How FrieslandCampina Ingredients leverages technology to optimize production efficiencies, improve sustainability

By Teodora Lyubomirova

- Last updated on GMT


Related tags Dairy Energy efficiency Milk Value added Sustainability

Andor Hendriks, director of technology at FrieslandCampina Ingredients, delves into what technologies manufacturers should invest in to ensure products have the best nutritional and sensory qualities.

Environmental sustainability has been one of the biggest drivers in the food and nutrition industry. As consumers grow more environmentally-conscious, they often consider the impact of the environmental impact of the entire supply chain. According to the Hartman Group (‘Fermenting The Future, 2022), 69% of consumers think we need to collectively find a way to meet society’s nutritional needs with fewer resources such as energy and water. At the same time, 60% believe that scientific and technological innovations can make food more sustainable, and 56% think that tech can make food healthier.

DairyReporter catches up with FrieslandCampina Ingredients director of technology Andor Hendriks to find out how the company is leveraging technology to reduce its environmental impact. 

Foto Andor hendriks
Andor Hendriks, director of technology at FrieslandCampina Ingredients

Energy management

Using less energy is one of the biggest changes manufacturers can make to reduce their carbon footprint and improve their bottom line.

“Monitoring energy consumption and collecting data through an Energy Management System (EMS) can be a game changer for a manufacturers’ energy reduction strategy,” Hendriks opens. “We have introduced an EMS at our Veghel, Borculo, Workum and Bedum sites which means we can more accurately monitor our equipment’s performance and energy consumption. But it’s not enough to simply monitor energy usage - an EMS can also provide visual reports that give an hourly, daily, weekly, or monthly view of electric, gas, water, wastewater and steam usage. It can even show us our energy consumption by process line or on an equipment level.”

This means the company can easily see if a piece of equipment is not functioning as expected and take the necessary action. “So far, at one site, we have made an approximate annual energy saving of up to 5% - which quickly adds up,” he explained.

For dairy producers, optimizing processing in ingredient manufacture is key, he suggested. “Dairy processing can use a lot of water and we have set the goal to reduce the amount of water we use by 25% by 2030,” said Hendriks. “To do this, we re-use water as much as possible to minimise the need for additional clean water.

“We also recycle some of the minerals that are extracted from milk but that aren’t used in our ingredients, repurposing them for animal feed.”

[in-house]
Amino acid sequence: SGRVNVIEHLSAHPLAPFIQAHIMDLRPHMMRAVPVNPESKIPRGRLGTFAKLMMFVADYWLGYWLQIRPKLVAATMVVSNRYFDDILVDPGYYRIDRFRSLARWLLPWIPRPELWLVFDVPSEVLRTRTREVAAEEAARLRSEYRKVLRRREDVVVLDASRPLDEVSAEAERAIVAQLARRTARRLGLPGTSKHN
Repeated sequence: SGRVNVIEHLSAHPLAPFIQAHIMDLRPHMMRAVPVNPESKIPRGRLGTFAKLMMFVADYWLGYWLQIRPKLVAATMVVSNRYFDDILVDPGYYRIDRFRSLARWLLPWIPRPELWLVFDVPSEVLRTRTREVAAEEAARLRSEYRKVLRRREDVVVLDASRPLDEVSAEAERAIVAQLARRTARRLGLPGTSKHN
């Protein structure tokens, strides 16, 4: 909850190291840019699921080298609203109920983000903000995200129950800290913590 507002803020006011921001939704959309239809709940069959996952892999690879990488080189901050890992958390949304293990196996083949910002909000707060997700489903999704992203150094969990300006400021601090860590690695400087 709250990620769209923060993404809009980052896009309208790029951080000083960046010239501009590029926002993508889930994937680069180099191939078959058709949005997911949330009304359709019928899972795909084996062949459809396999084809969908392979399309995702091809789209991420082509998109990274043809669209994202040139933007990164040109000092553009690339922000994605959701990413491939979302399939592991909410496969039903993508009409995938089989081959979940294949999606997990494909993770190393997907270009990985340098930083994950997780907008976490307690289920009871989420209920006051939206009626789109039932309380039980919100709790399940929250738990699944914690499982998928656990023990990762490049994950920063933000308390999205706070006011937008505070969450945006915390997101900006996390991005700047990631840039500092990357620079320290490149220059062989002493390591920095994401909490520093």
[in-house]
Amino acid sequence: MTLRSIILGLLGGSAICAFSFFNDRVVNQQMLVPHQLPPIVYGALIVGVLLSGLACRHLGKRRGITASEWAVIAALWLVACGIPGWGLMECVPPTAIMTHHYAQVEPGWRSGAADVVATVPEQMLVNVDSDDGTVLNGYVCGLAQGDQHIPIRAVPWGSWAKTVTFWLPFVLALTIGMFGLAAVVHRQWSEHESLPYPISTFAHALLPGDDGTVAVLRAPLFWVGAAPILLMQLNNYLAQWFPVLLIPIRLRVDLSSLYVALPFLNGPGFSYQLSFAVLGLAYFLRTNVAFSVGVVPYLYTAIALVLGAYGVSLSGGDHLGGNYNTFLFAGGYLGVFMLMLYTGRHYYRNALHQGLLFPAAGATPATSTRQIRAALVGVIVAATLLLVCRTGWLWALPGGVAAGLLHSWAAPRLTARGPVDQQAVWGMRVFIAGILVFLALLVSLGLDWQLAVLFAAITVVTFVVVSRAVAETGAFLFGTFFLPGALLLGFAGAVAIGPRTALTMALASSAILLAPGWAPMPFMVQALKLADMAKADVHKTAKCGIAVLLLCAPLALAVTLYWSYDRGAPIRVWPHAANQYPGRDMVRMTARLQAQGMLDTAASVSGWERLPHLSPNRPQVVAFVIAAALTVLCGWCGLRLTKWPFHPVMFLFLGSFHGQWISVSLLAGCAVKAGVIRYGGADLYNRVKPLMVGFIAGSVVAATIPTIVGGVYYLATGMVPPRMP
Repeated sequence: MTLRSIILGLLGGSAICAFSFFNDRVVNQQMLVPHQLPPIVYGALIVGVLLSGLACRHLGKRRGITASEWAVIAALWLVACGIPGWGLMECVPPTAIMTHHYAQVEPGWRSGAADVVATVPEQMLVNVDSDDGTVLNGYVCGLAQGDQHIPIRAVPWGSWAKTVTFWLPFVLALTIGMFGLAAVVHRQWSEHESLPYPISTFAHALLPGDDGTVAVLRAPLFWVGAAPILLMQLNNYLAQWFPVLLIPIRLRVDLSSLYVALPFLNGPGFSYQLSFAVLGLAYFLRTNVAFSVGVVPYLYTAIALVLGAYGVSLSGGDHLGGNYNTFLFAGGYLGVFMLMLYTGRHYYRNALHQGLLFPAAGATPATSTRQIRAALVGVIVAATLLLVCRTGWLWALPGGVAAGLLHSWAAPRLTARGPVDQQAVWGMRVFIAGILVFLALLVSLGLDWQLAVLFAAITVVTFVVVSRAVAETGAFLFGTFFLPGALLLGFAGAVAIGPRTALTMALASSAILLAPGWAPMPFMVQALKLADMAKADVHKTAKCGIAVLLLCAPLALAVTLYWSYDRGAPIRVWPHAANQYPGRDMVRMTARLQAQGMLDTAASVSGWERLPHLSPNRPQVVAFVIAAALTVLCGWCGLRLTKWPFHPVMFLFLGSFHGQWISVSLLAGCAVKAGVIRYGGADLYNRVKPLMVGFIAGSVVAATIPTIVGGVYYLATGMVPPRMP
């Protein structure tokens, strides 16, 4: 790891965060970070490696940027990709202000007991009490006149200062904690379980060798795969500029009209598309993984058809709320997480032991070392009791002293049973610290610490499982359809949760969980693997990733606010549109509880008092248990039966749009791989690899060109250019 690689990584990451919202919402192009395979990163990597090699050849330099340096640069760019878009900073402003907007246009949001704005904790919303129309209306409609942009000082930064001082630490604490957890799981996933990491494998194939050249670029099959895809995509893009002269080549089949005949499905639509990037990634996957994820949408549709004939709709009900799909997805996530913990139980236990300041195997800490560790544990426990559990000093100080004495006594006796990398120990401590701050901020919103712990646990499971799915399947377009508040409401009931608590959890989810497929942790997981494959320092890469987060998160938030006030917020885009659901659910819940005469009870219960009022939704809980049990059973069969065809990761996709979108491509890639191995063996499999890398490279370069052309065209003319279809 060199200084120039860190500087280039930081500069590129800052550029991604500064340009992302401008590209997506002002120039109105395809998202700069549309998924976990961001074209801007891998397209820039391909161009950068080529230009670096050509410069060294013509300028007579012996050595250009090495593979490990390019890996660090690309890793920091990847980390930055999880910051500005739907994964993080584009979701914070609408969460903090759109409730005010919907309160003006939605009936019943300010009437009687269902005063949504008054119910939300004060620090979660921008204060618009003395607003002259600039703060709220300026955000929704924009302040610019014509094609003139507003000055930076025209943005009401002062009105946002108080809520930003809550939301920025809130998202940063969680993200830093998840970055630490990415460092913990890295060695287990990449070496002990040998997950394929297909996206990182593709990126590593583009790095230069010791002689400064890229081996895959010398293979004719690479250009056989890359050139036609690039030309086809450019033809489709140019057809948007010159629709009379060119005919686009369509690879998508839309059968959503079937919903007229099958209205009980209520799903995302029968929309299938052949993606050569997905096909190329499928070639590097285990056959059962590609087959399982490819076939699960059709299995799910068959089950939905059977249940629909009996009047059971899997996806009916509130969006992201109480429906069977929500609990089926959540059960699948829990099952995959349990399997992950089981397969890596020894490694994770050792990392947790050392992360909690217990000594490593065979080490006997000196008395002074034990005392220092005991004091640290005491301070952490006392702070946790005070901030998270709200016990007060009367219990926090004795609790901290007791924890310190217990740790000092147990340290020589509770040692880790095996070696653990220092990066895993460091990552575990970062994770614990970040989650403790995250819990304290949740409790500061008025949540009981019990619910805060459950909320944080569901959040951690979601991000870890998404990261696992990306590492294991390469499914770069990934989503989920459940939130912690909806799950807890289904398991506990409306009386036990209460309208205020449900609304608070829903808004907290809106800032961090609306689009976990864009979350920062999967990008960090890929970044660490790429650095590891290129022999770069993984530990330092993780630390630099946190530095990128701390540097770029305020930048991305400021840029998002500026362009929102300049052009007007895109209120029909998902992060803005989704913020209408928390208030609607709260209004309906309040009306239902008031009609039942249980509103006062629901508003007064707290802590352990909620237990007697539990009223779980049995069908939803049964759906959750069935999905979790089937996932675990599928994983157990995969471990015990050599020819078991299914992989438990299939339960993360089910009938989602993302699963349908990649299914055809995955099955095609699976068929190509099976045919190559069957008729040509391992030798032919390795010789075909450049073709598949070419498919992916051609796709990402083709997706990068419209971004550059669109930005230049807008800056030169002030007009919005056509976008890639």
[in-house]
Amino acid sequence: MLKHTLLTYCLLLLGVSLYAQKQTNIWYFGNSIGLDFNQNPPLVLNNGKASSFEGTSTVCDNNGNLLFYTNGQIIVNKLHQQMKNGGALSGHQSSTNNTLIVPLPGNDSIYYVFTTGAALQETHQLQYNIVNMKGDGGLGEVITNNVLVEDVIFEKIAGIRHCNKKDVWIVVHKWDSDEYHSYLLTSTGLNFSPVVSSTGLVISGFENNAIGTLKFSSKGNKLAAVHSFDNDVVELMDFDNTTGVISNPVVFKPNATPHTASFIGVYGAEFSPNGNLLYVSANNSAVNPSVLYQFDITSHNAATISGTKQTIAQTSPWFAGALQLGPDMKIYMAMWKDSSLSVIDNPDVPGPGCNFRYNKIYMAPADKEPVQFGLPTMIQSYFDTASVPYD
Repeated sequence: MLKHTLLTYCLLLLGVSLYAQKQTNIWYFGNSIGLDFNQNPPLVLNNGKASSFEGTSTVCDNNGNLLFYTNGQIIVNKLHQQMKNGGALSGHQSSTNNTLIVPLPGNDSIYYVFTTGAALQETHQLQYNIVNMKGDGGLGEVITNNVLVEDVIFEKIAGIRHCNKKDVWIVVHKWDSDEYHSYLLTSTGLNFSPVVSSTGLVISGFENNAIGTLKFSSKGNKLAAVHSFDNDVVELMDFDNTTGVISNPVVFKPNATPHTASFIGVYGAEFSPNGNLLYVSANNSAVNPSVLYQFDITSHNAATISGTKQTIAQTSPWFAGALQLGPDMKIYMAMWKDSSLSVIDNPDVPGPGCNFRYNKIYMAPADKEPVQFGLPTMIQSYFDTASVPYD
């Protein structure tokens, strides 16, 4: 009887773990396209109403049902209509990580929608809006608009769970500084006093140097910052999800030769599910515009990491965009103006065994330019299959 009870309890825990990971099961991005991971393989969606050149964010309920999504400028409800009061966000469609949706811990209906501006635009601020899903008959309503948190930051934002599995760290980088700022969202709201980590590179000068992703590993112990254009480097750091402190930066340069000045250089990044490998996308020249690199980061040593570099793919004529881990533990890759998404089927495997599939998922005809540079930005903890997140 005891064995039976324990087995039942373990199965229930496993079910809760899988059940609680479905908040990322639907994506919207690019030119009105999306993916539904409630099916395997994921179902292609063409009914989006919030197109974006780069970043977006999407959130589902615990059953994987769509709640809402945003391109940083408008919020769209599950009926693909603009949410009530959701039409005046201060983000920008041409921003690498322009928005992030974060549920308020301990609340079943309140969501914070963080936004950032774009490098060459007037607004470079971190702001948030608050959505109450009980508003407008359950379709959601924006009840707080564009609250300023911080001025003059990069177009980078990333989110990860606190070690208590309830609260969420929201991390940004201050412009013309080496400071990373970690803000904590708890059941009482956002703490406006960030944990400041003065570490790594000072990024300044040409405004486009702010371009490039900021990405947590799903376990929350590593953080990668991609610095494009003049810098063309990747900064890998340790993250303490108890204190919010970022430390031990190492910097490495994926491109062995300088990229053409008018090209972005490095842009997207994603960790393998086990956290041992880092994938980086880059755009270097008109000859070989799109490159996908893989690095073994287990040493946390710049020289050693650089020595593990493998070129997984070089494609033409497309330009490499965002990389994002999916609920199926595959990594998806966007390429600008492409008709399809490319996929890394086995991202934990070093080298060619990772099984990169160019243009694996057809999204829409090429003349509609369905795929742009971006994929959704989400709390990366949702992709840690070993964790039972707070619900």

“Looking to the future, we aim to have full circularity of the unused minerals so we can reduce waste throughout the production process.”

The latest specialized dairy processing equipment can make a big difference in sustainability and ingredient quality, he added. “For example, at our Veghel site, we use specialty membrane filtration technology that allows us to effectively separate proteins, water, lactose and salts in milk. We also employ an advanced crystallisation system thanks to which we can control lactose crystal size, ensuring a solution’s storage stability and quality. Meanwhile, energy-efficient electric equipment for evaporation and distinctive drying technologies enhance product durability while reducing energy consumption.”

FrieslandCampina Ingredients recently expanded its lactoferrin production capacity​ and uses high-precision technique to extract the sought-after ingredient from milk.

Connected factory

Automation is bound to play a significant role in the future of sustainable dairy processing. According to Hendriks, automation can both provide visibility into production processes while helping manufacturers to optimize their operations holistically. “For example, in factories with a constant flow of milk being processed, every part of the production has to be connected and automated,” he said. “If there is even a half second dip in electricity and a machine stops, a queue of milk trucks would start building up and a backlog would need to be worked through, causing timely and resource-intensive delays. Leveraging the latest automation technology can help always ensure continuous processing.”

But investing in technology is only one part of the story – training and education are ‘equally critical’ according to Hendriks, who said that FrieslandCampina Ingredients hosts regular site meetings and workshops to review its progress and future sustainability plans. “By combining the best, most sustainable processing technologies with a personal commitment to nourishing a better planet – we can make sure people have access to nutritious dairy ingredients now and for generations to come,” he concluded.

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